Ideally, the set of optimal parameters and decisions for the first part of the backtest period is also the optimal set for the second period, but things are rarely this perfect. The performance on the second part of the data should at least be reasonable. Otherwise, the model has data-snooping bias built into it, and one way to cure it is to simplify the model and eliminate some parameters A more rigorous (albeit more computationally intensive) method of out-of-sample testing is to use moving optimization of the parameters. In this case, the parameters themselves are constantly adapting to the changing historical data, and data-snooping bias with respect to parameters is eliminated. In general, you should eliminate as many conditions, constraints, and parameters as possible as long as there is no significant decrease in performance in the test set, Whatever changes you make to the strategy to improve its performance on the training set, it must also improve the performance on the test set. As I argued in the risk management section, there are rational reasons to hold on to a losing position (e.g., when you expect mean-reverting behavior); however, these behavioral biases cause traders to hold on to losing positions even when there is no rational reason (e.g., when you expect trending behavior, and the trend is such that your positions will lose even more). Trading strategies can be profitable only if securities prices are either mean-reverting or trending. Otherwise, they are randomwalking, and trading will be futile I said before that one of the ways momentum is generated is the slow diffusion of information. In this case, the process has a finite lifetime. The average value of this finite lifetime determines the optimal holding period, which can usually be discovered in a backtest. However, rather than imposing an arbitrary stop-loss price and thus introducing an extra adjustable parameter, which invites data-snooping bias, exiting based on the most recent entry signal is clearly justified based on the rationale for the momentum model. The reason why these strategies have Sharpe ratio is simple: Based on the “law of large numbers,” the more bets you can place, the smaller the percent deviation from the mean return you will experience. Mean-reverting regimes are more prevalent than trending regimes. Trending regimes are usually triggered by the diffusion of new information, the execution of a large institutional order, or “herding” behavior. Exit signals should be created differently for mean-reversion versus momentum strategies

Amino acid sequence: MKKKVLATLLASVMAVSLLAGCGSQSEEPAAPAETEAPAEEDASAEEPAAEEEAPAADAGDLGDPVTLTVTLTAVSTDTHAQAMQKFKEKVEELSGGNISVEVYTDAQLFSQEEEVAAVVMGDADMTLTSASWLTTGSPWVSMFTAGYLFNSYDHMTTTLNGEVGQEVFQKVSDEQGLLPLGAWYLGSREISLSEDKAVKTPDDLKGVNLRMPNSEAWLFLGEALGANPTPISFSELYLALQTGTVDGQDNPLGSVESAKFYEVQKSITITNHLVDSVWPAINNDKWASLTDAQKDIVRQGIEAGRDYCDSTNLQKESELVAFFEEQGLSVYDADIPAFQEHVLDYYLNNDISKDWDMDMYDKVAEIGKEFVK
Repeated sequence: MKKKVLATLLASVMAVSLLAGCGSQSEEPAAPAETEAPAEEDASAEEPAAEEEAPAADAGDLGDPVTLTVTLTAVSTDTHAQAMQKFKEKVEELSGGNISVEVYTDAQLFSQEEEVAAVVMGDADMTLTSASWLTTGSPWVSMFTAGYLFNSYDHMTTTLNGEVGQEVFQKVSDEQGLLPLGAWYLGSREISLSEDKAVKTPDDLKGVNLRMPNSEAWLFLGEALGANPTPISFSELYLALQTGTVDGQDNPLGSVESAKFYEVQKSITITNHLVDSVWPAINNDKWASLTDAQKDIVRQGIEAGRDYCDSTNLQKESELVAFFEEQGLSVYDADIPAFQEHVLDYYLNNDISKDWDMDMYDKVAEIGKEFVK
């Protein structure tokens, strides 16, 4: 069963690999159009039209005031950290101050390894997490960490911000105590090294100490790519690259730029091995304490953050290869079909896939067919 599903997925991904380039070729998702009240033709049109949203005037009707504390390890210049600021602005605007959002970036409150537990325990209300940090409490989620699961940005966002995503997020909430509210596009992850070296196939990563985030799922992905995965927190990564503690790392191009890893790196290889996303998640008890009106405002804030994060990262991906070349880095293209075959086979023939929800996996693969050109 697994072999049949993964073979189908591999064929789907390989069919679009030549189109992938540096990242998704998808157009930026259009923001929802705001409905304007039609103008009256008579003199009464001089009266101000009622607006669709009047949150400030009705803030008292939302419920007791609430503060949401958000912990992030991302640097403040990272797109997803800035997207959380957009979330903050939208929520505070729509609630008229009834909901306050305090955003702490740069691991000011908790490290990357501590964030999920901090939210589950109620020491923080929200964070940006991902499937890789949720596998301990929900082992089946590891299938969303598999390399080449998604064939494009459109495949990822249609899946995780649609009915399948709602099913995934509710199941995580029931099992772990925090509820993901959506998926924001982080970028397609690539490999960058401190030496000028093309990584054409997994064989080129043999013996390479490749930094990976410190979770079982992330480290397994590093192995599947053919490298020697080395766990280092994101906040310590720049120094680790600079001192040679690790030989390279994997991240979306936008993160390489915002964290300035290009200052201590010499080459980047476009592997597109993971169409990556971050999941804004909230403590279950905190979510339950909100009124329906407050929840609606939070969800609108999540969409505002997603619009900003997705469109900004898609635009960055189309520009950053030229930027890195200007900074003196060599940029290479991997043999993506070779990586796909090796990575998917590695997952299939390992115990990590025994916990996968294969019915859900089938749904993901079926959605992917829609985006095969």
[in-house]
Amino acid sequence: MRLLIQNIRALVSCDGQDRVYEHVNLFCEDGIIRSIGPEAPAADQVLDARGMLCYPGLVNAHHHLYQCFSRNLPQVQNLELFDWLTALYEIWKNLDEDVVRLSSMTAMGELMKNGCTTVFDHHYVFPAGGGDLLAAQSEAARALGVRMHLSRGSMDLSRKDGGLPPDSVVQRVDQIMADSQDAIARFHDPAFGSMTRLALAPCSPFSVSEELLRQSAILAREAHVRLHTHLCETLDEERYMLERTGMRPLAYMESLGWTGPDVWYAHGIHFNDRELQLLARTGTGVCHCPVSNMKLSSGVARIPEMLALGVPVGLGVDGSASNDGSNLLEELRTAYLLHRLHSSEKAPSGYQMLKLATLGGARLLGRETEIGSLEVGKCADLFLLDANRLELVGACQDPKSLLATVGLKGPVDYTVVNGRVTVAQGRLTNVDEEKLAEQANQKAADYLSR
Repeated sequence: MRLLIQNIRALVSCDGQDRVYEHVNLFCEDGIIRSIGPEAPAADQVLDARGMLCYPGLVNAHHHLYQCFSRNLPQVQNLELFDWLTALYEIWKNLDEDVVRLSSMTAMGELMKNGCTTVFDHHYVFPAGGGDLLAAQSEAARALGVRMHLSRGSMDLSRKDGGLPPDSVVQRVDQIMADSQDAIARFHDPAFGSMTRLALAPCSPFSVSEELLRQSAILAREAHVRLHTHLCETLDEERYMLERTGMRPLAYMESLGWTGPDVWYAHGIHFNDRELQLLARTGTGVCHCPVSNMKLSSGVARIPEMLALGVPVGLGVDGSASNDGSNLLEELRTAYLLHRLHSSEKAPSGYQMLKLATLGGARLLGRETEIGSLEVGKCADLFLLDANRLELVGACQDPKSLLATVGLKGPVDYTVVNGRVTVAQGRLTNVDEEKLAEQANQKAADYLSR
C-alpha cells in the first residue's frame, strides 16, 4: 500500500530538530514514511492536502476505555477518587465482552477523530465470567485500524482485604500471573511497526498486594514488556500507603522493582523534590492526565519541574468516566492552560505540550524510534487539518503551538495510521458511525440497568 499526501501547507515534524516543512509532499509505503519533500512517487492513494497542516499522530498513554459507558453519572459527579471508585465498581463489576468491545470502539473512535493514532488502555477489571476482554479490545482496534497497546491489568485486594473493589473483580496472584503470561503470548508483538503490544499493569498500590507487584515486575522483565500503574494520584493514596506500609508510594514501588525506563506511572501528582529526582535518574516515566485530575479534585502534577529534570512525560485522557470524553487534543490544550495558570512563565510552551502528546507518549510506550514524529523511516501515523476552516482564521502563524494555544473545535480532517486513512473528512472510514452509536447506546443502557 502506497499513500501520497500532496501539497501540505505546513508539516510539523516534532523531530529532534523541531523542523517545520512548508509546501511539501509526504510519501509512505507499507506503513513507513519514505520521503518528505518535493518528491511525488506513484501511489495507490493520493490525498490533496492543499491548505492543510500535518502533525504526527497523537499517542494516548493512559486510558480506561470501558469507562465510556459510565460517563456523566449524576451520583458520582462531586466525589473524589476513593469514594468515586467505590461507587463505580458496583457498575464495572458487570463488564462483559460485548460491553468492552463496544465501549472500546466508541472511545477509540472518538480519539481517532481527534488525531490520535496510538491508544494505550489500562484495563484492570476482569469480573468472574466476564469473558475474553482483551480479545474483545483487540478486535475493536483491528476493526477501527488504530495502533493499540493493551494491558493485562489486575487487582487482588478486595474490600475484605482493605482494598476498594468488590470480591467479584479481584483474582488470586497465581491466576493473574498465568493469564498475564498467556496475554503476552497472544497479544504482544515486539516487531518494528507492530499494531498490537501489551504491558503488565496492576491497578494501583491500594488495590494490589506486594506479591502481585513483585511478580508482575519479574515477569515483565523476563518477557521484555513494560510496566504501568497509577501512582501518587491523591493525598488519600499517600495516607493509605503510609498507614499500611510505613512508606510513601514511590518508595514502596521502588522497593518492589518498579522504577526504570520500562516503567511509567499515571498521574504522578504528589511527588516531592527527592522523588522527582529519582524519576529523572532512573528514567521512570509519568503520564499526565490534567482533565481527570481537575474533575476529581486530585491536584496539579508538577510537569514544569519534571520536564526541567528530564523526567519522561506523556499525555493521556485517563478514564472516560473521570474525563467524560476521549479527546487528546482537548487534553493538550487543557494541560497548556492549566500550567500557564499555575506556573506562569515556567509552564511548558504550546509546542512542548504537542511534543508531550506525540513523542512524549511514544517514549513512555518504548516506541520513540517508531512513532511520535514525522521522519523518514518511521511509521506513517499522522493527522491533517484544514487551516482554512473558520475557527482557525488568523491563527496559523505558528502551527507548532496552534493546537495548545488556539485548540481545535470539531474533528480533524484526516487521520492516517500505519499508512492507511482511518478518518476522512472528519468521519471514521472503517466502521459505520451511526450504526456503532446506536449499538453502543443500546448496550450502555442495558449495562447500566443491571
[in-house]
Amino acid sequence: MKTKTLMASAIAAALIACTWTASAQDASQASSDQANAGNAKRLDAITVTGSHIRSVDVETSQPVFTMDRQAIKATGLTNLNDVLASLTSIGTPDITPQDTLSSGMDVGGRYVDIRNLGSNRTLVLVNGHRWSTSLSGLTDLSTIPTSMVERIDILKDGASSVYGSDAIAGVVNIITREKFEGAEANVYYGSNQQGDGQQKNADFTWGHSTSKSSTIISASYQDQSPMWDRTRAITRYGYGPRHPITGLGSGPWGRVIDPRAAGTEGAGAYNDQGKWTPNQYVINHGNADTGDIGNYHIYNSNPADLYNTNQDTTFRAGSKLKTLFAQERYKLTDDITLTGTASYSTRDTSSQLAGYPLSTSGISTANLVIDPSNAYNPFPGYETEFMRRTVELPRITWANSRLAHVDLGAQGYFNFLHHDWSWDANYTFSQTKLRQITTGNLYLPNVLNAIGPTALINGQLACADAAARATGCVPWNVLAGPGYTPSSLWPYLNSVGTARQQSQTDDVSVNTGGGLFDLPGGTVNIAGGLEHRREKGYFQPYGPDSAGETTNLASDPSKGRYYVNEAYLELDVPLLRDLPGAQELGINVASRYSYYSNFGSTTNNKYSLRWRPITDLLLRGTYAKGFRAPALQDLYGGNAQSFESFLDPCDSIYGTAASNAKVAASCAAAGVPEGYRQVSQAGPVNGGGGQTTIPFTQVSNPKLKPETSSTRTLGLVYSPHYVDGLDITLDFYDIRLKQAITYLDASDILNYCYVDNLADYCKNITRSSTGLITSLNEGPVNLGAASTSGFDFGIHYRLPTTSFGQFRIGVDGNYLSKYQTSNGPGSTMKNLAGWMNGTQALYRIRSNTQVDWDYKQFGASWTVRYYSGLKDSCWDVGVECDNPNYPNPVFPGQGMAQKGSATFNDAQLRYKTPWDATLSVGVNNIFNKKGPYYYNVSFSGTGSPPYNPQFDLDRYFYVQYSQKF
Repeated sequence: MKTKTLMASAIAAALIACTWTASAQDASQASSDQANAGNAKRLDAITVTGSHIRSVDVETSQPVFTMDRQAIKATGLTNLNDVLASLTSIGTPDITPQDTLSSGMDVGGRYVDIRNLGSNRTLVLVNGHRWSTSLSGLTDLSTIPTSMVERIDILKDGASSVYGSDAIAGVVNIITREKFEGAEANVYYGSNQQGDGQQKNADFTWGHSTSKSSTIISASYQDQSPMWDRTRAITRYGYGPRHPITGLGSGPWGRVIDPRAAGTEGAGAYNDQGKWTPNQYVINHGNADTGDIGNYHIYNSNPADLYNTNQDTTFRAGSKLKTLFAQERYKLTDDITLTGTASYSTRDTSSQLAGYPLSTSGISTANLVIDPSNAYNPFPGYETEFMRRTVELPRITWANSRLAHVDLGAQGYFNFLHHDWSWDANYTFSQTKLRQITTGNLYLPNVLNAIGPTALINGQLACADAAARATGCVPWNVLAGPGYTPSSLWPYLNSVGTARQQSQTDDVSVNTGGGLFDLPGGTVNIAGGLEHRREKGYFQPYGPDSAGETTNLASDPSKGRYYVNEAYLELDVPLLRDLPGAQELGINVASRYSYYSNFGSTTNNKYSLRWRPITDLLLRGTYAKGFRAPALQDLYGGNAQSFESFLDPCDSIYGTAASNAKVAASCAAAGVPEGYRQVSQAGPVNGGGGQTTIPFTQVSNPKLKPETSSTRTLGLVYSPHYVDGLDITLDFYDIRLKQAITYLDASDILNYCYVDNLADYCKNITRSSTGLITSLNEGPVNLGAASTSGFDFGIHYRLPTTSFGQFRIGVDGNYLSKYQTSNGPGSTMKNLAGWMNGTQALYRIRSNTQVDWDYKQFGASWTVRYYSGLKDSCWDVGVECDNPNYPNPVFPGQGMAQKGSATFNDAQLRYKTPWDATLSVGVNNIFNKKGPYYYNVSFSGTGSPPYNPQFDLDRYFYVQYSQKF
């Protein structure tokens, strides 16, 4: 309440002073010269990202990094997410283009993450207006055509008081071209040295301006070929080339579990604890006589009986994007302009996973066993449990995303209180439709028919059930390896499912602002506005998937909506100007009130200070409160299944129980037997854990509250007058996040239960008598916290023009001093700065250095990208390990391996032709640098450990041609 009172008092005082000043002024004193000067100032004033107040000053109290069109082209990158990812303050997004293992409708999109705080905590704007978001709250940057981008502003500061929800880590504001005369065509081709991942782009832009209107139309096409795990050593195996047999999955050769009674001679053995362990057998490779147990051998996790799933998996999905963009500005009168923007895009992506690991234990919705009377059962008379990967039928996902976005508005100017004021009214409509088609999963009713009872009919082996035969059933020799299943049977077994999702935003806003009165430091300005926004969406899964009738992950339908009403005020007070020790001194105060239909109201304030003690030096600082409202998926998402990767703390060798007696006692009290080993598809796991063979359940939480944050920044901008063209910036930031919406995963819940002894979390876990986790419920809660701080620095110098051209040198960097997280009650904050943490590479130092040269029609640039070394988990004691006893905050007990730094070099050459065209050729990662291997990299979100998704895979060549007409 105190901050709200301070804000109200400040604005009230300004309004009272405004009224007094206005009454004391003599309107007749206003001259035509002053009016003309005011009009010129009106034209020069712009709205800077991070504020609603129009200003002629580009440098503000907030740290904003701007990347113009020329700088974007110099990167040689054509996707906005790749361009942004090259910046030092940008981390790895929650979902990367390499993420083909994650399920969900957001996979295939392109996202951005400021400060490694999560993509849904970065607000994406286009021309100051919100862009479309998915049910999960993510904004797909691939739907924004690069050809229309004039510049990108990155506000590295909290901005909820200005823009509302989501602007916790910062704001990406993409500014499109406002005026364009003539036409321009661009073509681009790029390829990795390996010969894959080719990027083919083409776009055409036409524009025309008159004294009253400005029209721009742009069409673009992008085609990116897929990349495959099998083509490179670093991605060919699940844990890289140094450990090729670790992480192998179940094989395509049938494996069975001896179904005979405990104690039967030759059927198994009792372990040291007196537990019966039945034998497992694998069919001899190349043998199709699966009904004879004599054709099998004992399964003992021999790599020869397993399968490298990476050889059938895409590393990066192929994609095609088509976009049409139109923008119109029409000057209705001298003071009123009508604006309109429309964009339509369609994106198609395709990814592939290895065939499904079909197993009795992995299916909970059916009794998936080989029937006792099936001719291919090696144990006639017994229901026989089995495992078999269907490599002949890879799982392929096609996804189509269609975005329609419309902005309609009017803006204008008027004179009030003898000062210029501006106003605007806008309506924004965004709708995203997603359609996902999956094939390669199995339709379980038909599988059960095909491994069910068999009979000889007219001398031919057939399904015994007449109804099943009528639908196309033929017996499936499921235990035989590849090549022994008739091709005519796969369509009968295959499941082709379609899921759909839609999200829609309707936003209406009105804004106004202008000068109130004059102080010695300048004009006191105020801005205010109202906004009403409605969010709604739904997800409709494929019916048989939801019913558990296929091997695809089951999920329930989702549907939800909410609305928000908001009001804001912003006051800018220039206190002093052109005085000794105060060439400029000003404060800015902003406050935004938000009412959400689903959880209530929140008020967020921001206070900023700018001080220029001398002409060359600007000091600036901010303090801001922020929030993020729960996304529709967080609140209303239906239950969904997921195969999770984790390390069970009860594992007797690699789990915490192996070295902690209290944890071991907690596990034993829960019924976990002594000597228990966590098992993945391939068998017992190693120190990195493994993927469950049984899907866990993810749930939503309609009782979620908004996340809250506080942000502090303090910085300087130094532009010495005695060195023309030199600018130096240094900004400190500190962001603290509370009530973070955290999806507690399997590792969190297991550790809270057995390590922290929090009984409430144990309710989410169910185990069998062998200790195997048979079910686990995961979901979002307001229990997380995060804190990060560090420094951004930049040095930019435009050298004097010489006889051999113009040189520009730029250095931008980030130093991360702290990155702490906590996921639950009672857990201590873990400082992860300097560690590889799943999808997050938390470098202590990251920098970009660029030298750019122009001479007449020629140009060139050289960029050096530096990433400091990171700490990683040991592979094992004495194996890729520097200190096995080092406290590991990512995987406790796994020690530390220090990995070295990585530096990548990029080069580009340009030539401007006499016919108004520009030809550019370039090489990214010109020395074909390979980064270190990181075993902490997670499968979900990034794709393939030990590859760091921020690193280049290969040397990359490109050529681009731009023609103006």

A more rigorous (albeit more computationally intensive) method of out-of-sample testing is to use moving optimization of the parameters. In this case, the parameters themselves are constantly adapting to the changing historical data, and data-snooping bias with respect to parameters is eliminated. Anyone could explain the above concept vs. curve fitting, please?

I hope someone more knowledgeable than me can give you a definitive answer, but here's how I understood it: Let's say you use ATR to fade extended move. A) use backtest to come up with best ATR value for the dataset => curve fit. B) use dynamic ATR value based on recent volatility => more adaptive.

Those are fine suggestions but I will go with Michael Harris' method of portfolio tests based on similar securities and eliminating out of sample completely. If the strategy does not perform at least marginally on similar securities then it is probably over fitted. The complete method for strategy analysis is in his book Fooled by Technical Analysis. I saved multiples of what I paid for the book by following the methodology.

Forward adapting to most recent volatility is the only way. Backtested and optimized is only good for R&D. Can’t be trusted live.